If you DID do a bath, its 1/2 TSP salt per US gallon (dissolved) of warm, clean, conditioned water. By warm I mean tank temp water. You only leave the fish in it for approximately 20 minutes.

They will/can get stressed if you remove them from the tank yes, but you remove them from the tank to clean it and let the new water reach temp so it's not that different.

There are many different opinions on many different treatments, so you pick the one you agree with or want to pursue. If you notice a difference in behavior after adding epsom salt to his tank, remove it by doing a water change.
 

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Discussion Starter #7
I've had many bettas over the years but I've never done the Epsom salt thing so I thought I might give it a go. But hopefully the fasting will get him going again. If not I'll try the baths first, just to be on the safe side. I don't have any experience with adding it to the tank or doing a bath, so I'll have to try each one out and see how things go.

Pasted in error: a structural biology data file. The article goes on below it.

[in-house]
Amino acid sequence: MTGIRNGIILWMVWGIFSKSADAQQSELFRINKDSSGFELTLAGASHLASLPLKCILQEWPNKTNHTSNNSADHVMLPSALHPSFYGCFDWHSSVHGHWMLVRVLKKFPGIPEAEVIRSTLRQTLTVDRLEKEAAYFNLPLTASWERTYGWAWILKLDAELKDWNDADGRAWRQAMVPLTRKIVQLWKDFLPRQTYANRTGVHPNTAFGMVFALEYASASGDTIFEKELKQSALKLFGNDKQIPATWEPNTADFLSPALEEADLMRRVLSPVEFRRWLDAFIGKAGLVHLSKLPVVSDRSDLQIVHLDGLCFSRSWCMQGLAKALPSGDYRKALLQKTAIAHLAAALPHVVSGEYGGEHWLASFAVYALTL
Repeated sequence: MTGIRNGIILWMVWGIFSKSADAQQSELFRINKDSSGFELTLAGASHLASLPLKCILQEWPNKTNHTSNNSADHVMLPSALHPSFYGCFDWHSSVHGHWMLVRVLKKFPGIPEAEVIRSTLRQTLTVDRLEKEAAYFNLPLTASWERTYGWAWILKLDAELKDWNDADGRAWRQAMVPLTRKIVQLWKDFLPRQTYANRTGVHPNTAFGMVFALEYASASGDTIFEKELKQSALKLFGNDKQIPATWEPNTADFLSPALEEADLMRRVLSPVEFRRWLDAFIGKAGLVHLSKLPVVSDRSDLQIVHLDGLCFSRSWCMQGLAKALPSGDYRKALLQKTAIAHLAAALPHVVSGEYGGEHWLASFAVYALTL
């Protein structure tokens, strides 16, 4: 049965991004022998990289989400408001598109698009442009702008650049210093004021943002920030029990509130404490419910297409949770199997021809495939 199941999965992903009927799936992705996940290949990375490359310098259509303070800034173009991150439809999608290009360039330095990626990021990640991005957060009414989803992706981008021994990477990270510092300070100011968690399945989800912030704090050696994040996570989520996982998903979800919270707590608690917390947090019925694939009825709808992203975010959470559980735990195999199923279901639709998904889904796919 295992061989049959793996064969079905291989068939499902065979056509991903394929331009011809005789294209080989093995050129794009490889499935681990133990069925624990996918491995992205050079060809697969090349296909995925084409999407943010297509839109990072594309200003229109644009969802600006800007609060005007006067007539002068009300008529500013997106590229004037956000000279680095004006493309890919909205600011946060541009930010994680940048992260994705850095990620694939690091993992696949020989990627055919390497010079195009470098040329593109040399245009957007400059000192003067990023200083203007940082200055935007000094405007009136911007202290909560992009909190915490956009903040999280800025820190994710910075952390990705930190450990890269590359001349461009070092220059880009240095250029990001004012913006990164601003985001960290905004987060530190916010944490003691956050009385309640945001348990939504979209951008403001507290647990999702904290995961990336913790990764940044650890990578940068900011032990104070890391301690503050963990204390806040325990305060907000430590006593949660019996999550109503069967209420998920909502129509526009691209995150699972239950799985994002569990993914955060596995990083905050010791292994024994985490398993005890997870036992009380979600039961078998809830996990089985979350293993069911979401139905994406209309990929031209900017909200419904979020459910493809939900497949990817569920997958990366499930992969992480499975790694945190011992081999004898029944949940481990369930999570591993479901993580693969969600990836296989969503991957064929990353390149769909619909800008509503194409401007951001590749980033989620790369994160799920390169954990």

I wasn't aware that flakes could cause that. That's what I've always fed. To both him and my sorority girls. I tried pellets when I first got him and he would not have it. I rescued him from WalMart so who knows what they were feeding him. I immediately got him in a heated 5 gallon tank and he was a totally different fish. He just wouldn't eat the pellets or blood worms so I just assumed give him the flakes since I had them on hand already. I'll have to give the pellets a go again after the fast and see if his taste buds have changed. =P

Thanks for all the help!
 

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Discussion Starter #8
Okay, I've fasted him for 3 days and he's still laying at the bottom all fat and unhappy. Would now be the time to start trying the epsom salt baths?

I'm confident I can do them, I'm just wondering how often I need to. Once a day for _____ amount of days? Or what? Thanks!!